Duke awarded its University Medal, the school’s highest honor, to the late Dr. Brenda Armstrong and philanthropist-financier David Rubenstein Thursday night during the opening event of Founders’ Weekend Sept. 26-29.
Prior to her death last October at age 69, Armstrong served for more than 20 years as the Duke School of Medicine’s associate dean for admissions and senior associate dean for student diversity, recruitment, and retention.
During Armstrong’s tenure, she worked with school leaders and at the national level to attract the very best classes of medical students to Duke and is credited with recruiting the most diverse classes in the school’s history. She mentored hundreds of students and trainees and considered that her most important job.
In 2017, she was inducted into the Student National Medical Association Hall of Fame.
In addition to her administrative roles, Armstrong was a professor in the department of pediatrics. She was the second black woman in the United States to become a board-certified pediatric cardiologist, and her passion was bringing high quality medical care to underserved populations in Durham and beyond.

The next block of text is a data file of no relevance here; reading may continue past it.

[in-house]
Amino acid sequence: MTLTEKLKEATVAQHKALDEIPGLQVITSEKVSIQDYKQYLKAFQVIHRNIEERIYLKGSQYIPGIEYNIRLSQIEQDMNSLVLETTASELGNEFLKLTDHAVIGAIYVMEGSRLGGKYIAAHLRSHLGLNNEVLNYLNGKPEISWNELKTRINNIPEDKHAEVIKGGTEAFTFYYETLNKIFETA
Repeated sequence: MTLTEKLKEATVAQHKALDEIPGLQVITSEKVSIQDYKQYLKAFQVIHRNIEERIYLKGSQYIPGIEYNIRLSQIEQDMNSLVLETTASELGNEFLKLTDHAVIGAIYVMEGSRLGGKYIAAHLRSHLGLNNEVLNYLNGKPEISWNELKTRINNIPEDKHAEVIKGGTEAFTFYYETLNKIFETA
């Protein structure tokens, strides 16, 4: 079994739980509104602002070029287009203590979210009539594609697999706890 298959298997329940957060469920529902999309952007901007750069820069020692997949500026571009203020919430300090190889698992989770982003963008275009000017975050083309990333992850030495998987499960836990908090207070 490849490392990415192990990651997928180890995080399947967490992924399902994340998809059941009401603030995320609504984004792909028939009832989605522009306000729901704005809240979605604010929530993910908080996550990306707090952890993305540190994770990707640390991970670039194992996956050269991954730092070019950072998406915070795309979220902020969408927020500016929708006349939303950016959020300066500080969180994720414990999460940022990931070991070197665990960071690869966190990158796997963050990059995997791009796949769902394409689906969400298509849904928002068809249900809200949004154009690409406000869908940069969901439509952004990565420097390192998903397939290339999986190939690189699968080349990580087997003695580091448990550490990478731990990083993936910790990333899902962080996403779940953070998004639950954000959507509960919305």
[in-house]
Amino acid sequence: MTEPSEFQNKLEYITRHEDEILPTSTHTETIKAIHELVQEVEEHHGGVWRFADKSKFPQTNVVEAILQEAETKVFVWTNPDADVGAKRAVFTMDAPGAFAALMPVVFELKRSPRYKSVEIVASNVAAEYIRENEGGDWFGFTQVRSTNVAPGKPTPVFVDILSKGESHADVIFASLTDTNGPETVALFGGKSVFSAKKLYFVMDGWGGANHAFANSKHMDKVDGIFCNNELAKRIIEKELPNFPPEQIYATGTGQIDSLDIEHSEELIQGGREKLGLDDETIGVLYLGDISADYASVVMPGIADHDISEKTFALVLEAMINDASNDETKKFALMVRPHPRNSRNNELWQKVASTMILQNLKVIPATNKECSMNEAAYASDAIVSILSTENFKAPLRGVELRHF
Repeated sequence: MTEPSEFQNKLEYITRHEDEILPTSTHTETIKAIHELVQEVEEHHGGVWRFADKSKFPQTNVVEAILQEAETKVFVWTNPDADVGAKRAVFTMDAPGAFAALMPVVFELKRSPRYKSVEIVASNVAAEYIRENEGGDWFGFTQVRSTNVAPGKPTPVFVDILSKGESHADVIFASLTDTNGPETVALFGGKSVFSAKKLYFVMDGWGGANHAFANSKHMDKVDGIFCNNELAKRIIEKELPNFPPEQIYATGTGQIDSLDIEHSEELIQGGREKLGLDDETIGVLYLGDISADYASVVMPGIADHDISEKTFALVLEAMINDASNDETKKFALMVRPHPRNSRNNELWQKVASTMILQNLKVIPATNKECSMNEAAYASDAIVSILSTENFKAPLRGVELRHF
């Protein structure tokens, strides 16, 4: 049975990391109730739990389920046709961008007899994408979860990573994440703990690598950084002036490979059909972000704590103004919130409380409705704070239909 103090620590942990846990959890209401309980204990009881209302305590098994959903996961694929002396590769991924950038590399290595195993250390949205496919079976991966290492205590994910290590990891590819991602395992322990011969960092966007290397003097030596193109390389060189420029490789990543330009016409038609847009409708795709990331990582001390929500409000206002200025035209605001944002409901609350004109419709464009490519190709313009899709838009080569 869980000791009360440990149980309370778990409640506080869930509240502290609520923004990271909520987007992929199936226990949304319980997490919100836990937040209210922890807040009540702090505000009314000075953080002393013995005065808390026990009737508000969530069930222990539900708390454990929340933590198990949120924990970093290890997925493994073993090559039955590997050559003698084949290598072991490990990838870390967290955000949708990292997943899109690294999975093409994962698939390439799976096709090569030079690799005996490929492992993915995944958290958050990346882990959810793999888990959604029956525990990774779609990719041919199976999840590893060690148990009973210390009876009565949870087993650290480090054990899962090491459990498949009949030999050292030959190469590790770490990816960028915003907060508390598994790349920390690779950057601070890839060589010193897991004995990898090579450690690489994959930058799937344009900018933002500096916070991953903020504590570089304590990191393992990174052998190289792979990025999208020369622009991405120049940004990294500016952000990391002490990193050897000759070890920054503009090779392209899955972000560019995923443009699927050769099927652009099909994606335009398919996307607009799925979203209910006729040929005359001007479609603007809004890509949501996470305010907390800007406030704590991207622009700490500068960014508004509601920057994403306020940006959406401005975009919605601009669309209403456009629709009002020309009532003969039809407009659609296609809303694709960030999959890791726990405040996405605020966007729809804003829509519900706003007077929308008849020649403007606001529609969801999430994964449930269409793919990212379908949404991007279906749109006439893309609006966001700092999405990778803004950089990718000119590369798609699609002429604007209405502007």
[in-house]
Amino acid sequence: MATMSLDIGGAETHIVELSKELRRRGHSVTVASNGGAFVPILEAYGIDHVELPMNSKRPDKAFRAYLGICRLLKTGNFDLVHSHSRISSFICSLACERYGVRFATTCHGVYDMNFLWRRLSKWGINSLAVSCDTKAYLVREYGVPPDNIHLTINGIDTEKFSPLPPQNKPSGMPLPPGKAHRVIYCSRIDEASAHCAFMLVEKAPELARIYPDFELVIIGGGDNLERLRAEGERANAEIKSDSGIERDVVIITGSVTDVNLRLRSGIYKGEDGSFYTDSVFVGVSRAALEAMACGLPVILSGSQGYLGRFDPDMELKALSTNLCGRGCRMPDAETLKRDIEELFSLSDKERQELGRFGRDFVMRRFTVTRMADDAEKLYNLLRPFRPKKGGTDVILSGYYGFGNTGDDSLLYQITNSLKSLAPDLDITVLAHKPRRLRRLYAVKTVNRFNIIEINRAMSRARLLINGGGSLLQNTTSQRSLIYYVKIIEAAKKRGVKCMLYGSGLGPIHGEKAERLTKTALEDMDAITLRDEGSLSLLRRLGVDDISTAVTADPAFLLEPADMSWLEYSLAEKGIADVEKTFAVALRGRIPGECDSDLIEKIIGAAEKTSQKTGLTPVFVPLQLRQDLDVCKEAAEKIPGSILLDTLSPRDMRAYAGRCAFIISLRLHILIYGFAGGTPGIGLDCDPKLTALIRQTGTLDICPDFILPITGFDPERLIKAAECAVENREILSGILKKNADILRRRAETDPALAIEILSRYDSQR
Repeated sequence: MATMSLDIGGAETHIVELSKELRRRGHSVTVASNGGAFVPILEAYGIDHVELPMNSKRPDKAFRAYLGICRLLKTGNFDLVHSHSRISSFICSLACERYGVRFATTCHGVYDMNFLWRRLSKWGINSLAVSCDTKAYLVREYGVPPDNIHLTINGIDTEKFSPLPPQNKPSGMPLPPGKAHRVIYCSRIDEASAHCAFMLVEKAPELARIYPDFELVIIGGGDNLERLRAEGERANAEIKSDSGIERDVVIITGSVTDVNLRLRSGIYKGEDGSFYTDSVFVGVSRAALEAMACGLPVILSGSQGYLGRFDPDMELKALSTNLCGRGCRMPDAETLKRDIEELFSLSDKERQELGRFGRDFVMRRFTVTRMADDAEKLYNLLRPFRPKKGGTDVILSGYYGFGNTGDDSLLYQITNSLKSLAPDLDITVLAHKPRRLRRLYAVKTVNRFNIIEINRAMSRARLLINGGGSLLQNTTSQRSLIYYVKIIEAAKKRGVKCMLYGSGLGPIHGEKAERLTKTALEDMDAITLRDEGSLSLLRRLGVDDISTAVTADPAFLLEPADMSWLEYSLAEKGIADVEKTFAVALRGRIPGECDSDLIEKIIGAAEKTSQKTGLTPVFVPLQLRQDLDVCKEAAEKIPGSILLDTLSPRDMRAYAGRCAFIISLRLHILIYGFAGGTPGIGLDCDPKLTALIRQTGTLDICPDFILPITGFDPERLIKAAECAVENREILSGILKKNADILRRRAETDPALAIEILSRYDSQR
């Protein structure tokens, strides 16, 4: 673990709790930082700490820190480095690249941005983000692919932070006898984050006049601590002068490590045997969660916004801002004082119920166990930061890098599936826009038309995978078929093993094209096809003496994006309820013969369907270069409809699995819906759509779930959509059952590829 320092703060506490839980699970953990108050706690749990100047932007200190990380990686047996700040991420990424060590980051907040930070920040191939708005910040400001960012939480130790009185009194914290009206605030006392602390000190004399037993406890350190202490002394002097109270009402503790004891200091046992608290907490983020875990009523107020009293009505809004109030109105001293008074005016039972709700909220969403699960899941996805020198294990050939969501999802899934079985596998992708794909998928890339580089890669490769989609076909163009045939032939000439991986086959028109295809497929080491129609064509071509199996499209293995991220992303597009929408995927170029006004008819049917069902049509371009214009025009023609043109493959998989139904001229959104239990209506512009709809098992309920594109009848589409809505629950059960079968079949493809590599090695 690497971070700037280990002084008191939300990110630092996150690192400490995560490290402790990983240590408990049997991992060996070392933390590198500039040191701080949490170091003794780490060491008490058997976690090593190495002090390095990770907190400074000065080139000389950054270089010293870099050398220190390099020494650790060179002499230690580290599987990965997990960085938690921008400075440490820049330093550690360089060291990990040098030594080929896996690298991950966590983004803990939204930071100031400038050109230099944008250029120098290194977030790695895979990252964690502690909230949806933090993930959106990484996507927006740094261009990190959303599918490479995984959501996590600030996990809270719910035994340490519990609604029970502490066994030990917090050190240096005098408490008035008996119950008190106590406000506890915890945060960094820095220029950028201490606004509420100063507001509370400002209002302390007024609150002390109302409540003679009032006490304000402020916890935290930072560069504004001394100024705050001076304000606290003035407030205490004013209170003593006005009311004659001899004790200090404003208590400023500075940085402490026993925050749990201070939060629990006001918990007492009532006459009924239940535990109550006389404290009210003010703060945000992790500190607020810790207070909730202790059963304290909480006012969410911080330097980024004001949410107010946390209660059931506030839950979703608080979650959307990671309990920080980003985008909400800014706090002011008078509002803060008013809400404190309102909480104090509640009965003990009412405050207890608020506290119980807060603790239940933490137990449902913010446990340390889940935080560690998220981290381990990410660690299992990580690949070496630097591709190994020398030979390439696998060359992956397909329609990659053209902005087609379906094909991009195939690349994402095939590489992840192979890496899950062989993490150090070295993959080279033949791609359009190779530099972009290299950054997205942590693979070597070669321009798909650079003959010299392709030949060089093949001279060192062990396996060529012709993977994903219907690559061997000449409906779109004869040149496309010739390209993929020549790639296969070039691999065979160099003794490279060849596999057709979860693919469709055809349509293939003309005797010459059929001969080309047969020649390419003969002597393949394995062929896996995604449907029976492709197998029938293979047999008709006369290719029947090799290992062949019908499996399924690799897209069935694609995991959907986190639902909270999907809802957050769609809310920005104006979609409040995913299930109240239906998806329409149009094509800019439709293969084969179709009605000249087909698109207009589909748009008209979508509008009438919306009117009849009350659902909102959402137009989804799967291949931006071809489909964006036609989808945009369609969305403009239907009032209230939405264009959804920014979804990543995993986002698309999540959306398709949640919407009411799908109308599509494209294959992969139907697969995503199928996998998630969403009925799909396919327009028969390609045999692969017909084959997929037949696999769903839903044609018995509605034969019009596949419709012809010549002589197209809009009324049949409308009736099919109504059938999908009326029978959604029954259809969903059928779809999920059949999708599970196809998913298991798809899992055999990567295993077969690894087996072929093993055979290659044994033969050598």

Armstrong earned her bachelor’s degree from Duke, where she was one of the first African-American students to attend the institution as an undergraduate. As a student in 1969, she helped organize the Allen Building Takeover.
Armstrong also coached the Durham Striders, a local youth track club that helped children develop healthier habits.
“Over the course of her five decades at Duke, Brenda Armstrong forever transformed the university and medical center, making this a stronger and more inclusive community,” said Duke President Vincent E. Price. “From her pioneering efforts to promote campus equality as an undergraduate to her dedication to recruiting and retaining diverse medical students to her service to her patients and the city of Durham, Brenda exemplified our commitment to service and excellence. I am proud to honor her legacy with the University Medal.”